The Seal Beach Red Car Museum is located aboard Car No. 1734, a restored Pacific Electric Railway car on the corner of Main and Electric. The museum is a rare and unique glimpse into the mass transit system that once served southern California using streetcars.
The interior of this car houses historical artifacts and is open to the public. Admission is free and you can visit this little museum every second and fourth Saturday of the month between noon and 3 pm.
The Newport-Balboa Line was the first Pacific Electric line into Orange County. It ran down the coast from Long Beach.
The PE began reducing service on this line in the 1940s, and the last passenger run was in 1950. The once popular Red cars were replaced by automobiles.
At one time, the Pacific Electric had over 1000 miles of trolley lines and 2700 scheduled trains each day in the Los Angeles area. You could board a red car trolley in Los Angeles and travel all the way to the Balboa Pavilion.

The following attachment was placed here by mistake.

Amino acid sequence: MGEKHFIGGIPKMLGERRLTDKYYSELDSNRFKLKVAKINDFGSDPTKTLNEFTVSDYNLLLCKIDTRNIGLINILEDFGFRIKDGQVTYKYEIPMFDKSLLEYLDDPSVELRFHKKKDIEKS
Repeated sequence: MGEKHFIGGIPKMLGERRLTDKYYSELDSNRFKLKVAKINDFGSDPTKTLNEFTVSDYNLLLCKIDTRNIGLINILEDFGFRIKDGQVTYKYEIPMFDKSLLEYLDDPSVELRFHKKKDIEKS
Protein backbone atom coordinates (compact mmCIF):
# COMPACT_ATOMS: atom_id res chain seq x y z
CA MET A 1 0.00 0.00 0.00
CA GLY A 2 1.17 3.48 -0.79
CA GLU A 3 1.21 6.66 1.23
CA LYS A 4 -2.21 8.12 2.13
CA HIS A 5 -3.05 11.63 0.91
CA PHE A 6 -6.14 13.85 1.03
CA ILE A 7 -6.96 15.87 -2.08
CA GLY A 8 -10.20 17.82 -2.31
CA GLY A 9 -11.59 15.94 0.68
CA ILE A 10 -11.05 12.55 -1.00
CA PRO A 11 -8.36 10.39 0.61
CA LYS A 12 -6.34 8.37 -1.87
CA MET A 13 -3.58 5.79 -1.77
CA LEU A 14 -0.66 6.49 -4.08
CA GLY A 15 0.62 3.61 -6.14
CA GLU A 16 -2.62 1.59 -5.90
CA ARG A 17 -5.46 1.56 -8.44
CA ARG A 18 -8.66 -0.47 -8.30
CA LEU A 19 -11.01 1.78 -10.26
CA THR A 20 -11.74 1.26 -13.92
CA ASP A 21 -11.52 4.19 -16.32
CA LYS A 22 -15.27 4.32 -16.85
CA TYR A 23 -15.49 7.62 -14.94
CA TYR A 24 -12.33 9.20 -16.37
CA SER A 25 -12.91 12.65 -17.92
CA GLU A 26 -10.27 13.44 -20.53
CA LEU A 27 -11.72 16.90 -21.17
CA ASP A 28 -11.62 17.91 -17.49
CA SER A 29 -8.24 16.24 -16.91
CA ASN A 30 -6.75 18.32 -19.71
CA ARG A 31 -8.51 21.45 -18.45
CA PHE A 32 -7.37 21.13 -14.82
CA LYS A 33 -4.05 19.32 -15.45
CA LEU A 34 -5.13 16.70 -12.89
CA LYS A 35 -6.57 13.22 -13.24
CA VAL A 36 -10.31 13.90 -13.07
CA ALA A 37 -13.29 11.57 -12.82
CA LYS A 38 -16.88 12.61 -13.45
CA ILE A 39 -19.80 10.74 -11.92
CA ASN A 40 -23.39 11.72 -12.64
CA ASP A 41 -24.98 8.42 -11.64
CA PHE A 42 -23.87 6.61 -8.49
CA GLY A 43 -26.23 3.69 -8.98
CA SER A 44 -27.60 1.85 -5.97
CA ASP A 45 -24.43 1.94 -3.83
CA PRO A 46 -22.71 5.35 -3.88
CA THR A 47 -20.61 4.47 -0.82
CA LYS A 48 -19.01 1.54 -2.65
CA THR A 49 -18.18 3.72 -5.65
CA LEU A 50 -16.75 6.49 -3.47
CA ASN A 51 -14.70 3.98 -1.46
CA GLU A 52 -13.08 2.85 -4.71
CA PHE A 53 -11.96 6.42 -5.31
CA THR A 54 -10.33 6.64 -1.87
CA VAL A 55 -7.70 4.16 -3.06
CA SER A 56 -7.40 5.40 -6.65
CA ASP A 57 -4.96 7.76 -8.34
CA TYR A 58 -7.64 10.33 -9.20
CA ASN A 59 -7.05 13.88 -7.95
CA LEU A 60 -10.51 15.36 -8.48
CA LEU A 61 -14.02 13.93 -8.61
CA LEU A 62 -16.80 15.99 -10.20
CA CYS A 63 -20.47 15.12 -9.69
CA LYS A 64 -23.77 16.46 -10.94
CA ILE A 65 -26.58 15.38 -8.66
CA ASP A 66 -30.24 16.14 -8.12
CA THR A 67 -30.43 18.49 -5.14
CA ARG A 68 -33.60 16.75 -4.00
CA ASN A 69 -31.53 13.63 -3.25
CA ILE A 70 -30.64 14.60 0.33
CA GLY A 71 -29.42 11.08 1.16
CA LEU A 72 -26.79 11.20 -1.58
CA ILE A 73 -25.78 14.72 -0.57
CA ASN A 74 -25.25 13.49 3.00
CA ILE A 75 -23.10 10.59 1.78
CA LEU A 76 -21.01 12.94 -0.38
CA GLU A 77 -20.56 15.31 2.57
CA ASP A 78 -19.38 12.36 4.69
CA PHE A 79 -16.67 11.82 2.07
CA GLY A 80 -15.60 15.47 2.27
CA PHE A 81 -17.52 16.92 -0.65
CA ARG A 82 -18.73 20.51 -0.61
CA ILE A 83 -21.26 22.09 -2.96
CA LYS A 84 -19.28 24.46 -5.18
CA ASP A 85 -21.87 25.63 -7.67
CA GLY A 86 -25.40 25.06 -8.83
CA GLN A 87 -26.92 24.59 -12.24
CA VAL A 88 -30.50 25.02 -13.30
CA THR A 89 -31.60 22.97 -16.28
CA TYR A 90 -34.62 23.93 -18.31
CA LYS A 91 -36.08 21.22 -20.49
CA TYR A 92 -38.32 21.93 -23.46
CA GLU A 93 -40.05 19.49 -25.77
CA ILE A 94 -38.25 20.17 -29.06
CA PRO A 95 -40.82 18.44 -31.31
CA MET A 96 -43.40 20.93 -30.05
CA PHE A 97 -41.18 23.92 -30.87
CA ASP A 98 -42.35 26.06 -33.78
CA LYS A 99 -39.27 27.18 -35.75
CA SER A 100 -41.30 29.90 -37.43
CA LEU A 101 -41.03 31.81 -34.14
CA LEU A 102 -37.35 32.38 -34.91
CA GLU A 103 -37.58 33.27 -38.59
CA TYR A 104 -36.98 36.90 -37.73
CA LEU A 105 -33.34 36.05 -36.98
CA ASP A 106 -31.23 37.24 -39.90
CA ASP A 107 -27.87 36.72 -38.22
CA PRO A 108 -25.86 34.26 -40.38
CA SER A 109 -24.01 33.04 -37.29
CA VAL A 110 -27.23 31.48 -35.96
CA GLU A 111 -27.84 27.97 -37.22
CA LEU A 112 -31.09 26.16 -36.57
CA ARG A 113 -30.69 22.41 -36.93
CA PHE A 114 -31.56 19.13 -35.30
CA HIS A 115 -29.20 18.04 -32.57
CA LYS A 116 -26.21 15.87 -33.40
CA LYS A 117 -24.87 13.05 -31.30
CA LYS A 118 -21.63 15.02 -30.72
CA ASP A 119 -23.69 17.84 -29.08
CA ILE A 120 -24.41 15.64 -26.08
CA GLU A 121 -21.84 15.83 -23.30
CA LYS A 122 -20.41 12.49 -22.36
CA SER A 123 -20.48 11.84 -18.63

The Pacific Electric Railway began reducing service on the Newport-Balboa line in the 1940s, and the last passenger train run was in 1950.
The greenbelt on which Seal Beach Red Car Museum sits was the old right of way for the Red Cars. The Newport-Balboa line that ran down the coast from Long Beach. The trains reached Huntington Beach via Seal Beach in 1904, and the tracks were extended to Newport Beach in 1905, and finally to Balboa in 1906.
The Seal Beach Red Car is a fixed display and only has a few feet of track on the original right of way. If you would like to ride a Pacific Electric Trolley car you can do so at the Orange Empire Railway Museum or San Pedro has a 1.5-mile ride on fully restored trolleys.